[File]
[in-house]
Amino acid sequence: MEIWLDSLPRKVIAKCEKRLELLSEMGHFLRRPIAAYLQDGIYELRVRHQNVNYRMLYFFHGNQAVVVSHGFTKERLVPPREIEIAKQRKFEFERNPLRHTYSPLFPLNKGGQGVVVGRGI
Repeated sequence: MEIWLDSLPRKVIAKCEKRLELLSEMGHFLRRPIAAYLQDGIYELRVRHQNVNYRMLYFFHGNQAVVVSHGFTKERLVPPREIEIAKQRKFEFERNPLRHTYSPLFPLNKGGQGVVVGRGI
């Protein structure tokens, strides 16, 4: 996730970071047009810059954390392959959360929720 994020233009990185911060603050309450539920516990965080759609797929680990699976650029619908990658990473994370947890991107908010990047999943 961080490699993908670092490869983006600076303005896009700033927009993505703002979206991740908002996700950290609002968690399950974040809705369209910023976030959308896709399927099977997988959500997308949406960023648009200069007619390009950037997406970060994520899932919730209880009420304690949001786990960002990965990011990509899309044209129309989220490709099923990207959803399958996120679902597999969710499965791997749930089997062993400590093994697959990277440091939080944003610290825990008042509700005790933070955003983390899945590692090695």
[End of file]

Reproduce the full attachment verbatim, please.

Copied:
[in-house]
Amino acid sequence: MEIWLDSLPRKVIAKCEKRLELLSEMGHFLRRPIAAYLQDGIYELRVRHQNVNYRMLYFFHGNQAVVVSHGFTKERLVPPREIEIAKQRKFEFERNPLRHTYSPLFPLNKGGQGVVVGRGI
Repeated sequence: MEIWLDSLPRKVIAKCEKRLELLSEMGHFLRRPIAAYLQDGIYELRVRHQNVNYRMLYFFHGNQAVVVSHGFTKERLVPPREIEIAKQRKFEFERNPLRHTYSPLFPLNKGGQGVVVGRGI
């Protein structure tokens, strides 16, 4: 996730970071047009810059954390392959959360929720 994020233009990185911060603050309450539920516990965080759609797929680990699976650029619908990658990473994370947890991107908010990047999943 961080490699993908670092490869983006600076303005896009700033927009993505703002979206991740908002996700950290609002968690399950974040809705369209910023976030959308896709399927099977997988959500997308949406960023648009200069007619390009950037997406970060994520899932919730209880009420304690949001786990960002990965990011990509899309044209129309989220490709099923990207959803399958996120679902597999969710499965791997749930089997062993400590093994697959990277440091939080944003610290825990008042509700005790933070955003983390899945590692090695």